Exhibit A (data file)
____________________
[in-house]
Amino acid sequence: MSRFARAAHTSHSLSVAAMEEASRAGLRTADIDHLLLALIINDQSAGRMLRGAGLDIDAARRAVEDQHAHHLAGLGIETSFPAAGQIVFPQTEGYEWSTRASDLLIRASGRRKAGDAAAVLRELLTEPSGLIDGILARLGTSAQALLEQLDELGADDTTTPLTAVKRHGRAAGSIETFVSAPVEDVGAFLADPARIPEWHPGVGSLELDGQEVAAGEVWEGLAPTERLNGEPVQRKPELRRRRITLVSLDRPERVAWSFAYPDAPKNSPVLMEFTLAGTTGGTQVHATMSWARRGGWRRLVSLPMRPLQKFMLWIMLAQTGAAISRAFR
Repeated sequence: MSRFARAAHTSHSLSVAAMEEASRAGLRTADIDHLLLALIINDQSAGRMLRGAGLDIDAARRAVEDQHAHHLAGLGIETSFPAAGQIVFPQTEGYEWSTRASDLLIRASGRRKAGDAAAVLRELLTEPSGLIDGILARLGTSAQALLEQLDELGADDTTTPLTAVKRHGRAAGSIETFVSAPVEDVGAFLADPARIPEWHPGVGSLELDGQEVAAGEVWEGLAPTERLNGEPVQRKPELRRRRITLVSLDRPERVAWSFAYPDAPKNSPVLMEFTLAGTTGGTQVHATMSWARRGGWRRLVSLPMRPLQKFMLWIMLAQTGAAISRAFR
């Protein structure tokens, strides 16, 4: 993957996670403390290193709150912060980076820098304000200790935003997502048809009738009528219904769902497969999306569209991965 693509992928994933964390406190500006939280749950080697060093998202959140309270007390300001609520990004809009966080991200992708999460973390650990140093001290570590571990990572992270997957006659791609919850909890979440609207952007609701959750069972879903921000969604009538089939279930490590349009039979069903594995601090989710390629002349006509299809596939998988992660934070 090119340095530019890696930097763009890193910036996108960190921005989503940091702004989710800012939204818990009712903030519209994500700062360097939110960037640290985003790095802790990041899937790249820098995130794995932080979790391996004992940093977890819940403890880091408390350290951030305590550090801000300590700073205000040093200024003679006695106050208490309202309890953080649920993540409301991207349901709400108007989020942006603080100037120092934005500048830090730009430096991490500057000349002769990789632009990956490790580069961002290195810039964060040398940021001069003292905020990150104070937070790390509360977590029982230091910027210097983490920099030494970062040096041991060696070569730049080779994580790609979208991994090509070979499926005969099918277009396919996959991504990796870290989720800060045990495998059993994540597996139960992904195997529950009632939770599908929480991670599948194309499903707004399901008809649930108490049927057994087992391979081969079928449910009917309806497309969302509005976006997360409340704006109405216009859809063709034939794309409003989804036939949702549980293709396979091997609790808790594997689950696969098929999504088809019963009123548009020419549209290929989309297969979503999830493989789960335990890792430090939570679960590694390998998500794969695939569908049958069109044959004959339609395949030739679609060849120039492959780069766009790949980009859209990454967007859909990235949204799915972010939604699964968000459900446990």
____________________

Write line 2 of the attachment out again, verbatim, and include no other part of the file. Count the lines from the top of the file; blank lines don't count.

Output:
Amino acid sequence: MSRFARAAHTSHSLSVAAMEEASRAGLRTADIDHLLLALIINDQSAGRMLRGAGLDIDAARRAVEDQHAHHLAGLGIETSFPAAGQIVFPQTEGYEWSTRASDLLIRASGRRKAGDAAAVLRELLTEPSGLIDGILARLGTSAQALLEQLDELGADDTTTPLTAVKRHGRAAGSIETFVSAPVEDVGAFLADPARIPEWHPGVGSLELDGQEVAAGEVWEGLAPTERLNGEPVQRKPELRRRRITLVSLDRPERVAWSFAYPDAPKNSPVLMEFTLAGTTGGTQVHATMSWARRGGWRRLVSLPMRPLQKFMLWIMLAQTGAAISRAFR